James Webb telescope measures the starlight around the universe’s biggest, oldest black holes for 1st time ever


Using the James Webb Space Telescope (JWST), astronomers have gotten the first-ever look at the light of ancient stars shining around some of the biggest, brightest and oldest black holes in the universe.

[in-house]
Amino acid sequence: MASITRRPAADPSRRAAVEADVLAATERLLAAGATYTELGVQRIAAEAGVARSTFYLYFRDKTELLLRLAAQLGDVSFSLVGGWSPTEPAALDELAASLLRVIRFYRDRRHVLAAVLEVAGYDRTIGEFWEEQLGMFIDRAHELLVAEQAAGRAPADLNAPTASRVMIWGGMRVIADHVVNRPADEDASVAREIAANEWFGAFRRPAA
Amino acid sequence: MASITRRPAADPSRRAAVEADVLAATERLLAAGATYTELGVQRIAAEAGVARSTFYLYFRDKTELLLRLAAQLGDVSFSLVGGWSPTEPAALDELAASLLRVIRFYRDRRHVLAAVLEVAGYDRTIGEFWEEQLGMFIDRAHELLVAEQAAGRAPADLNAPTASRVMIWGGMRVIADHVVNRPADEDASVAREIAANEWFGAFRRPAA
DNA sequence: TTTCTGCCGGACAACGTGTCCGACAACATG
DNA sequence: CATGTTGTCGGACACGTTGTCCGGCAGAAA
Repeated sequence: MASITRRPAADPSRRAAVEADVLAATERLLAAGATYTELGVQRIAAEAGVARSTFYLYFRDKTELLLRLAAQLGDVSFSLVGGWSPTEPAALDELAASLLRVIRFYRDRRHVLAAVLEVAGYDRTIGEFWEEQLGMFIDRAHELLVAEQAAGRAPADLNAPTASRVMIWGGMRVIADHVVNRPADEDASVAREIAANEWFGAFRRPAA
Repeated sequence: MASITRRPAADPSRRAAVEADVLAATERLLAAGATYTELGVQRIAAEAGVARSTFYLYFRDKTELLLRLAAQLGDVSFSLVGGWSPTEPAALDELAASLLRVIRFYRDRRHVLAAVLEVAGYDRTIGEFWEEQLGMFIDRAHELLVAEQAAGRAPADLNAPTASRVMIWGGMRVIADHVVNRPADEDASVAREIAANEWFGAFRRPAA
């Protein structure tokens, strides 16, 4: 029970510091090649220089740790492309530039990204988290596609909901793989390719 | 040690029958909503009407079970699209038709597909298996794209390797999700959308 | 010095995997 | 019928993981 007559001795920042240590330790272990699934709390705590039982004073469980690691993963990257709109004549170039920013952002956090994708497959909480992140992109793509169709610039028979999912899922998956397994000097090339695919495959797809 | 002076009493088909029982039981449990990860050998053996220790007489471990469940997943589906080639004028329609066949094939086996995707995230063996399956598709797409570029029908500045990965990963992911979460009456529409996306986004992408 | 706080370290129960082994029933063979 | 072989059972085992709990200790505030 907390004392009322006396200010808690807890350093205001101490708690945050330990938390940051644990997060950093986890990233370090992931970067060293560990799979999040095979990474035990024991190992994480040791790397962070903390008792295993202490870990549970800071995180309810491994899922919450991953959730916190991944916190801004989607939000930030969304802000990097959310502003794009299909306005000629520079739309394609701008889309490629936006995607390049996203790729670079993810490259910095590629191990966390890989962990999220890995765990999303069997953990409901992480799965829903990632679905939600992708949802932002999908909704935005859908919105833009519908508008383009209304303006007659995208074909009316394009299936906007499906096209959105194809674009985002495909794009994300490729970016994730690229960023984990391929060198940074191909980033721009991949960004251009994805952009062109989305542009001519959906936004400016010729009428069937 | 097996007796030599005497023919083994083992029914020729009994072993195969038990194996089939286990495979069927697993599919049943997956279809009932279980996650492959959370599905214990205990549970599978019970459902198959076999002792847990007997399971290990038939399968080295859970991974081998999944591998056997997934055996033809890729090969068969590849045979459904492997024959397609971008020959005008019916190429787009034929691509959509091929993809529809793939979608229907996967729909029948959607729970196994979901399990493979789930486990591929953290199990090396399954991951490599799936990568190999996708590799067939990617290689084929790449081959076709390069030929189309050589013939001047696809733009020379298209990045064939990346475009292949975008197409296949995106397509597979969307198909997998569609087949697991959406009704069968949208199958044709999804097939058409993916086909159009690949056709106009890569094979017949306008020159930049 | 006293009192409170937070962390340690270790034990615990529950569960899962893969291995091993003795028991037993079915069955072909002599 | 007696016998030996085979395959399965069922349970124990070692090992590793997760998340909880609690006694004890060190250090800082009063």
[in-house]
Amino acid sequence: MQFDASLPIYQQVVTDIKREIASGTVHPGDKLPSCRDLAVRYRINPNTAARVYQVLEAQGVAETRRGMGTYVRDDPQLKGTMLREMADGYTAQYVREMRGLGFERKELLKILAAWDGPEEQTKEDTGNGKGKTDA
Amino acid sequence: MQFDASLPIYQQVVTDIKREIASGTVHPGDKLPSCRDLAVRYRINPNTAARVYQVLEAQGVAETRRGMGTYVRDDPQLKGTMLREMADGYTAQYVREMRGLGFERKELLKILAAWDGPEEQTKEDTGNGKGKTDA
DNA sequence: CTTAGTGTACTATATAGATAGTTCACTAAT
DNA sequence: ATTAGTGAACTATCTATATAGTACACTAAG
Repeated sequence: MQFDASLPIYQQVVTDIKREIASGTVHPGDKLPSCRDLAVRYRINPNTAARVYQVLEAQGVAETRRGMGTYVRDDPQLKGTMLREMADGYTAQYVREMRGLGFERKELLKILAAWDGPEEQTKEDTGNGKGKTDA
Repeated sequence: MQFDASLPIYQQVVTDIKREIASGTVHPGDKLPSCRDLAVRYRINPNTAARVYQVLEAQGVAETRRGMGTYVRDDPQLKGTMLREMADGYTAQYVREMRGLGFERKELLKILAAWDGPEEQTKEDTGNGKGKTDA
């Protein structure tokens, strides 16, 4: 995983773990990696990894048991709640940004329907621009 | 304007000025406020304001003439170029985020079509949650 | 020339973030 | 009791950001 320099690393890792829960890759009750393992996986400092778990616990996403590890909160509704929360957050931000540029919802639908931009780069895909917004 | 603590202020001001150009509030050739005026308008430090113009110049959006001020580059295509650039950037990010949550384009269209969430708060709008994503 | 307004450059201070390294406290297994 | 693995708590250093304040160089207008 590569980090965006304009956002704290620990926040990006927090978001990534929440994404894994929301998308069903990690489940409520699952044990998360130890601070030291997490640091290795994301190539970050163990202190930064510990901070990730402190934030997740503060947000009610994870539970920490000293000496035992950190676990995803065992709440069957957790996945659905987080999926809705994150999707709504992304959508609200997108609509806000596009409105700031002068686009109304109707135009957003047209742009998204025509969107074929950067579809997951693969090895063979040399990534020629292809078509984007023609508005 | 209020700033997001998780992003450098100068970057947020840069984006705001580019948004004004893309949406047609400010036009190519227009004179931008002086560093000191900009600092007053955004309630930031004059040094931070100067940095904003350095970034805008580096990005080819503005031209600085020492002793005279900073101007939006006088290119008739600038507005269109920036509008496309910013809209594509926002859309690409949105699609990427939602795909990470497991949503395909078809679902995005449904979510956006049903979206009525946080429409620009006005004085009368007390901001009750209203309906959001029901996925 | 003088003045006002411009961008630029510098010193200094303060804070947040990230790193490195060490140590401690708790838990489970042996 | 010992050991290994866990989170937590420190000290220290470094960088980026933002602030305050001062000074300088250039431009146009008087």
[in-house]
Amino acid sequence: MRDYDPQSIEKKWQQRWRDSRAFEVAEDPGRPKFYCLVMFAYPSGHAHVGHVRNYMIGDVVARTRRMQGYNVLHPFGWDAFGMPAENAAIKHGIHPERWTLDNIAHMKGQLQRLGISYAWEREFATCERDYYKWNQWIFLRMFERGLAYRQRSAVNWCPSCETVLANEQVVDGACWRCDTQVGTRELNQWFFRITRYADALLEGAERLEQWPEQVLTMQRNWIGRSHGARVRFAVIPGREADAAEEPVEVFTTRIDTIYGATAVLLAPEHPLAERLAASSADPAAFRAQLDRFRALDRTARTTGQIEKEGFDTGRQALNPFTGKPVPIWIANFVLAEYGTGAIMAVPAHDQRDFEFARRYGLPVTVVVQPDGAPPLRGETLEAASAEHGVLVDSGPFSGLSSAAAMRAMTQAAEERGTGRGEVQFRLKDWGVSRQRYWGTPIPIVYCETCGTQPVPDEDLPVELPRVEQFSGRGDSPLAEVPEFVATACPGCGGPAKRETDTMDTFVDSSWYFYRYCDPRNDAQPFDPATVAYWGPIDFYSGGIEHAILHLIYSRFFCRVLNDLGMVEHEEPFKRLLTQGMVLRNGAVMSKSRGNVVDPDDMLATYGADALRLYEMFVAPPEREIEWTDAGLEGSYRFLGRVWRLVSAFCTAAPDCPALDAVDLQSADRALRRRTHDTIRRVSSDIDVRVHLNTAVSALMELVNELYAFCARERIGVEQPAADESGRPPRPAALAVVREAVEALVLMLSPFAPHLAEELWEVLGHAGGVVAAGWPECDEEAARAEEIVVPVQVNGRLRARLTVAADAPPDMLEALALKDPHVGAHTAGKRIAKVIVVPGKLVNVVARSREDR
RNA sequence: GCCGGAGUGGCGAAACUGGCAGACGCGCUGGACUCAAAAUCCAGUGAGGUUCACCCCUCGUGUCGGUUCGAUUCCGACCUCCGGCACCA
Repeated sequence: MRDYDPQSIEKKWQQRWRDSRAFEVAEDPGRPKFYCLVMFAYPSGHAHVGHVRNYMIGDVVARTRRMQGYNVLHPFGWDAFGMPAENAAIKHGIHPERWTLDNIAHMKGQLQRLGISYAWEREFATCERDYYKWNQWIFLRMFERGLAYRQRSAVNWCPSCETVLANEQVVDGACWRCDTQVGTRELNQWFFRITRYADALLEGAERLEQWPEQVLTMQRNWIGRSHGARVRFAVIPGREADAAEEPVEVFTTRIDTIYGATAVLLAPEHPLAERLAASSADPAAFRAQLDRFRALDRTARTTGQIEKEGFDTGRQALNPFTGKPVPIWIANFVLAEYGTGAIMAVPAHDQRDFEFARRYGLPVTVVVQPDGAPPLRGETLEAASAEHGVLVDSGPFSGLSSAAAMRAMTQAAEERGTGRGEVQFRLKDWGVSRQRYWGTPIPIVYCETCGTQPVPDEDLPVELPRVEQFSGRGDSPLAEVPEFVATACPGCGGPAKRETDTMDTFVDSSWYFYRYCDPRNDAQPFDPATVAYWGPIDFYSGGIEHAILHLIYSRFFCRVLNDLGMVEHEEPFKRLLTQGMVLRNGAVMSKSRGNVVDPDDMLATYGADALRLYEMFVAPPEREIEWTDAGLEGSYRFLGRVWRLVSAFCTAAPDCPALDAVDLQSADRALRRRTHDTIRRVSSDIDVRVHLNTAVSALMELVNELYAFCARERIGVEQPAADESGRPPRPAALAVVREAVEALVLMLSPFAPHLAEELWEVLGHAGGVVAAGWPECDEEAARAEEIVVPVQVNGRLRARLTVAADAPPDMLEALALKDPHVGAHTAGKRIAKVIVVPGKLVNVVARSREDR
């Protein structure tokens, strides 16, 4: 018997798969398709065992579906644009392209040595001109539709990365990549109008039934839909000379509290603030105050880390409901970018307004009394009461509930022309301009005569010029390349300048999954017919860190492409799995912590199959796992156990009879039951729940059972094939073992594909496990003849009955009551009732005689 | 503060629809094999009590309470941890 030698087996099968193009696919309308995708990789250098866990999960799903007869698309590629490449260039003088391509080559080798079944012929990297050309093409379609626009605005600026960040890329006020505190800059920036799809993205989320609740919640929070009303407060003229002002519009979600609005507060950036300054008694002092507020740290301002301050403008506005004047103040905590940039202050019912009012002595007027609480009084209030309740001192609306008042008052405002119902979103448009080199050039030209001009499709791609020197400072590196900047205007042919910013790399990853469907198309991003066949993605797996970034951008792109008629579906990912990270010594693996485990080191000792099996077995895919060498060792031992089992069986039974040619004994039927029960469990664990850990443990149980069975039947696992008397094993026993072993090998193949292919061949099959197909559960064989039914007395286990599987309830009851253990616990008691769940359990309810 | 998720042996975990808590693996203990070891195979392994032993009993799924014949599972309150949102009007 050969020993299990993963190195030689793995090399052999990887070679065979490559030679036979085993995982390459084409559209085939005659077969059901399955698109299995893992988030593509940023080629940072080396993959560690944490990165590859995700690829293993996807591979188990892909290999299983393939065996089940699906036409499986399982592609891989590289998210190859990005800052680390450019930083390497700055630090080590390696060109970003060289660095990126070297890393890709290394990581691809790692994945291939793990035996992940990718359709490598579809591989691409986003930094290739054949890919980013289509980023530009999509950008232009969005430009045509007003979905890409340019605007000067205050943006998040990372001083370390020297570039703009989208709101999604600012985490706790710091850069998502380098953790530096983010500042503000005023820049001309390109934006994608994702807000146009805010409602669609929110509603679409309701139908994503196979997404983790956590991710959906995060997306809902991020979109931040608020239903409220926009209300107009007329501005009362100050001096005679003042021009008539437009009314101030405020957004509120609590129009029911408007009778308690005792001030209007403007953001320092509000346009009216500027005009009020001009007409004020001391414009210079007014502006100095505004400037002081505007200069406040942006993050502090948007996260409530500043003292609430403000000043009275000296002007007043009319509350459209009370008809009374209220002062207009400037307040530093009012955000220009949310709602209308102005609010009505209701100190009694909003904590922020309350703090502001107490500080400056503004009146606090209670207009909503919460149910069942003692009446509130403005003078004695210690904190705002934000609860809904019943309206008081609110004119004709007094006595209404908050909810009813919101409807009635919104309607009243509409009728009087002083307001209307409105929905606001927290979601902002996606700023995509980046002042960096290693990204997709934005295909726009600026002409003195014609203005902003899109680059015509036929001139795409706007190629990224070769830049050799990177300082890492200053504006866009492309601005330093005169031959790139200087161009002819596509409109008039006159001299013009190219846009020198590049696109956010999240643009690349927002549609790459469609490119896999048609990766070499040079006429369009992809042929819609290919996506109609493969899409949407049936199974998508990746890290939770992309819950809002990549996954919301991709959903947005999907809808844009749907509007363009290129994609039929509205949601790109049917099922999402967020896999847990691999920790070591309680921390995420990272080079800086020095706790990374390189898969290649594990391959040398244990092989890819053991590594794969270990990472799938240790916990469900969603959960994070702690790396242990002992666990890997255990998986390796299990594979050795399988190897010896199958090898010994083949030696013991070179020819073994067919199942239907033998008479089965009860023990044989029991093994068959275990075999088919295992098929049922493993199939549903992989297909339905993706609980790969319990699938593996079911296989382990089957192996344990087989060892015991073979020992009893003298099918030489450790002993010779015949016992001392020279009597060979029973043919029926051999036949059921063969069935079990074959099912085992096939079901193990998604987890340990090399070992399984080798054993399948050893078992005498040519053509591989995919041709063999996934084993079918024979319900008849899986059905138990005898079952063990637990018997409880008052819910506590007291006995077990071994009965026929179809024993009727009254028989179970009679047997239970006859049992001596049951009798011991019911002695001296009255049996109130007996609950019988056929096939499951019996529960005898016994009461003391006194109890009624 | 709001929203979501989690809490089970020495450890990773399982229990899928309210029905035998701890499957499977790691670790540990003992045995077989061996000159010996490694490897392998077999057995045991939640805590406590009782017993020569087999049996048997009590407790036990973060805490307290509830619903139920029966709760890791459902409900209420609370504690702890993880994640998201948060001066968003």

Quasars — galactic cores containing active supermassive black holes — are among the most ancient things in the universe. As dust and gas accelerate toward the quasar’s central black hole, the quasar emits such bright radiation — typically a thousand times brighter than the entire Milky Way — that astronomers have a hard time observing the fainter light of stars in the quasar’s galaxy. This makes it challenging to study the galaxy’s shape and mass.


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